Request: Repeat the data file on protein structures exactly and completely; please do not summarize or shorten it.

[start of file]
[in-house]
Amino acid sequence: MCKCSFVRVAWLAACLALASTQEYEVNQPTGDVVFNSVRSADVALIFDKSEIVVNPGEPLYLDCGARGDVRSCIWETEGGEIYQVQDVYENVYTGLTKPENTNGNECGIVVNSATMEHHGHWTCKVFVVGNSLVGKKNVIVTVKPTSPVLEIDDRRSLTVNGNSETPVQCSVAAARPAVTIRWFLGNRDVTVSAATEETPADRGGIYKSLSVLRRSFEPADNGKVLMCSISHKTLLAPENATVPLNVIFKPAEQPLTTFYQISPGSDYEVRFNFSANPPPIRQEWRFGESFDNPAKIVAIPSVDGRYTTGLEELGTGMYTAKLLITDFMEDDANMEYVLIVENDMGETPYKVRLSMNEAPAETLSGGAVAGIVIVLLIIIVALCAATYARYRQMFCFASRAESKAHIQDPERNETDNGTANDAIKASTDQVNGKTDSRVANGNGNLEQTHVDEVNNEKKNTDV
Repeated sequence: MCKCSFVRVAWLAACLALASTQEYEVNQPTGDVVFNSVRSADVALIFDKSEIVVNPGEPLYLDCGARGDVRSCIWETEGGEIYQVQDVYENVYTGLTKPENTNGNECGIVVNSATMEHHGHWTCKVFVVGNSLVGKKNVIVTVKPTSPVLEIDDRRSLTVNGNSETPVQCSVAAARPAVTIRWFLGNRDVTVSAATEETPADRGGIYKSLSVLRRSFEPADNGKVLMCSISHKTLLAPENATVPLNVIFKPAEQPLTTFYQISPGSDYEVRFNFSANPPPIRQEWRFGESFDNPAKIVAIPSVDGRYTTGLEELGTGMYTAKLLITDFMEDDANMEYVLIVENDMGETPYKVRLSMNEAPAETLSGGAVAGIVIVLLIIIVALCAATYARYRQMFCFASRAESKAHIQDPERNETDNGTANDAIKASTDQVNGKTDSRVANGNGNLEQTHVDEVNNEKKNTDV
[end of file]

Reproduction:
[in-house]
Amino acid sequence: MCKCSFVRVAWLAACLALASTQEYEVNQPTGDVVFNSVRSADVALIFDKSEIVVNPGEPLYLDCGARGDVRSCIWETEGGEIYQVQDVYENVYTGLTKPENTNGNECGIVVNSATMEHHGHWTCKVFVVGNSLVGKKNVIVTVKPTSPVLEIDDRRSLTVNGNSETPVQCSVAAARPAVTIRWFLGNRDVTVSAATEETPADRGGIYKSLSVLRRSFEPADNGKVLMCSISHKTLLAPENATVPLNVIFKPAEQPLTTFYQISPGSDYEVRFNFSANPPPIRQEWRFGESFDNPAKIVAIPSVDGRYTTGLEELGTGMYTAKLLITDFMEDDANMEYVLIVENDMGETPYKVRLSMNEAPAETLSGGAVAGIVIVLLIIIVALCAATYARYRQMFCFASRAESKAHIQDPERNETDNGTANDAIKASTDQVNGKTDSRVANGNGNLEQTHVDEVNNEKKNTDV
Repeated sequence: MCKCSFVRVAWLAACLALASTQEYEVNQPTGDVVFNSVRSADVALIFDKSEIVVNPGEPLYLDCGARGDVRSCIWETEGGEIYQVQDVYENVYTGLTKPENTNGNECGIVVNSATMEHHGHWTCKVFVVGNSLVGKKNVIVTVKPTSPVLEIDDRRSLTVNGNSETPVQCSVAAARPAVTIRWFLGNRDVTVSAATEETPADRGGIYKSLSVLRRSFEPADNGKVLMCSISHKTLLAPENATVPLNVIFKPAEQPLTTFYQISPGSDYEVRFNFSANPPPIRQEWRFGESFDNPAKIVAIPSVDGRYTTGLEELGTGMYTAKLLITDFMEDDANMEYVLIVENDMGETPYKVRLSMNEAPAETLSGGAVAGIVIVLLIIIVALCAATYARYRQMFCFASRAESKAHIQDPERNETDNGTANDAIKASTDQVNGKTDSRVANGNGNLEQTHVDEVNNEKKNTDV